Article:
I may not be a beauty guru, or a makeup artist and I may not even be a proper blogger (more on that in the future, possibly) but I do have a handful of helpful hints for applying eyeshadow that can help you create a great, simple eye look every time. If you’re struggling to blend or just don’t know where to begin, this blog post is for you. Or not. You do you.
1. Start With Brushes
This may seem obvious, but a good eyeshadow day starts off with good eyeshadow brushes. If your brushes are bad, then the likelihood is that your makeup won’t look great. Good brushes doesn’t necessarily mean splurging your hard-earned cash on a Zoeva or Sigma set, although they are amazing – I have some beautifully soft and easy-to-work-with ones from Spectrum and eBay. The ‘fake’ (unbranded) Zoeva brushes you see all over eBay are actually brilliant, as are the MSQ Professional brushes on there and Amazon. You’ll need a couple of big fluffy brushes, a couple more in varying sizes, a flat brush or two and a shader brush to start you off.
2. Eye Primer
A lot of people skip this step, but it’s unbelievably important if you want your shadow to stay in place all day and the colours to be as pigmented as possible. Either a dedicated eye primer – Urban Decay and Essence are my personal favourite brands for eye primer – or some matte concealer – Collection or Essence again are great – all over the lid and wherever else you want to place your eyeshadow will help your eyeshadow look amazing and not shift. You may need to set your eye primer with some nude eyeshadow or your face powder, but not all primers will need setting. If you want to place glitter on your eyelids, Nyx have a great glitter primer.
3. The Tape Trick
You might have seen your favourite YouTubers using some sticky tape under the eyes to get a sharp line of eyeshadow or eyeliner. This is a great way to keep your eyeshadow even or precise if you do your eyes before your base. However, if you prefer to do your foundation and other face makeup before your eyeshadow (there’s no ‘rule’ on which way round you do it, by the way – just personal preference) you can instead use some transparent powder in a straight line where the tape would be. Dip a damp beauty blender with a straight edge (like this EcoTools one) into some loose powder and press onto the skin in your desired shape and put some excess powder under your eyes to catch any fall-out. Once you’re done you can simply brush this away leaving a sharp edge and clean under-eyes.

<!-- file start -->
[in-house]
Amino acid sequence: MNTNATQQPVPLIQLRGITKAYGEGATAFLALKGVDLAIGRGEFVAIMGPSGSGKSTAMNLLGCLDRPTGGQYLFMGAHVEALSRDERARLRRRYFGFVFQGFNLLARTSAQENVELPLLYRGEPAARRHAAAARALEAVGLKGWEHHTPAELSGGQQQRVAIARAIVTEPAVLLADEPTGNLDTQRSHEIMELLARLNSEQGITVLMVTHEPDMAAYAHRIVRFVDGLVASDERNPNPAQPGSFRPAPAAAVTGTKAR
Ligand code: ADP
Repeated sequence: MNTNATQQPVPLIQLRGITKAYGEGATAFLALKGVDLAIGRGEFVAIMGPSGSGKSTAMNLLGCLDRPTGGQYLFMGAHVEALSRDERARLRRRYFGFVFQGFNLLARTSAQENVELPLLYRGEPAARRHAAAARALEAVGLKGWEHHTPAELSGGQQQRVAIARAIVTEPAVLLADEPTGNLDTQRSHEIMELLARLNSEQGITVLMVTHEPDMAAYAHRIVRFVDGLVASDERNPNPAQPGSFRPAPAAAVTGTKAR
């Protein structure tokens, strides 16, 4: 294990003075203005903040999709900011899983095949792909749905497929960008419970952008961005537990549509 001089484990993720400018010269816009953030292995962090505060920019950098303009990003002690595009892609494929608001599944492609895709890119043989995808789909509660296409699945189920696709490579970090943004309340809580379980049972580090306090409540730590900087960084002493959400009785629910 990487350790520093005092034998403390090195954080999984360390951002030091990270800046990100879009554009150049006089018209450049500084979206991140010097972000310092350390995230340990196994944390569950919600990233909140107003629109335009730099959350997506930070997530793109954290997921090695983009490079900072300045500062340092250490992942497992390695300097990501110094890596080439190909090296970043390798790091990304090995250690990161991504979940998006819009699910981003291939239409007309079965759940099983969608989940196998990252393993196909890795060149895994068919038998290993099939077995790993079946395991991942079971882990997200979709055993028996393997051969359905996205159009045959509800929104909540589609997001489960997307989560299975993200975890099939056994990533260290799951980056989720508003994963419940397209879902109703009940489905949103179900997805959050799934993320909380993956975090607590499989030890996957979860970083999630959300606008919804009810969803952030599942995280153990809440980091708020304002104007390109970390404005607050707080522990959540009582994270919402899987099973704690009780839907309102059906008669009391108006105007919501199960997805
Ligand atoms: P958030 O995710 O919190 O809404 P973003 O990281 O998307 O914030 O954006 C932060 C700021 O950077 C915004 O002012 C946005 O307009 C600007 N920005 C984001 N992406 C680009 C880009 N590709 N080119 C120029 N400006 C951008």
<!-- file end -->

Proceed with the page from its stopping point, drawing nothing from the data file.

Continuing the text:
4. Circles and Wipers
When applying the eyeshadow onto your eyelids, use a mixture of small circular motions with a very light hand and windscreen wiper motions across your eye. Doing a mixture of both will ensure you get a great, even blend and your shadow won’t be patchy. It’s always easier to apply very light layers of colour and add to it if necessary rather than attempting to put down all the pigment (that’s called the ‘dump and blend’ method!). It’s almost impossible to take away pigment once you’ve placed it on the eye so don’t go in to heavy-handed at first and remember to tap off the excess powder from your brush. In between each layer, blend everything together with a clean fluffy brush.
5. Size Matters
Possibly the most useful trick anyone has ever taught me was that blending brushes should get smaller as darker colours are used. In general, a standard eye look will consist of a transition shade, a crease shade, a lid shade and an outer corner shade. So the transition will be the lightest colour, applied with a large fluffy brush, the crease colour will be slightly darker and done with a smaller blending brush and the outer corner colour will be the deepest and done with an even smaller blending brush. Between each colour I usually blend everything together using a medium-sized fluffy brush to keep things consistent.
6. Matte Matte Matte
Only use mattes your crease, outer corner and as transition. A shimmery eyeshadow in these areas tends to look a little disjointed and will bring any imperfections in those areas into full view. It can make the lids of hooded eyes look more prominent and the whole eyeshadow look can feel unfinished, unblended and even child-like. Some people can get away with using very slightly shimmery shadows (or mattes with micro glitters) in these areas but, as a general rule, I’d avoid it! You can use shimmers on the lid, browbone and inner corners, however.
7. More Vibrant Shimmers
When you come to use shimmery shadows on your lid or inner corner, use pressing motions with your brush or finger in order to get more pigment. You want the shimmers to pop – blending them or dragging with the brush will sheer them out. You can also use setting spray, fixing spray or just water to make your shimmers more vibrant! Simply spray the brush with your choice of spray and dip into the eyeshadow. After placing the shimmer shadow down, blend the edges in with a little bit of matte eyeshadow (whatever colours you’ve used above it) to make it look more seamless.
If you’d like to see a demo of these tricks, plus a quick easy eye look, check out the video below (and don’t forget to subscribe!)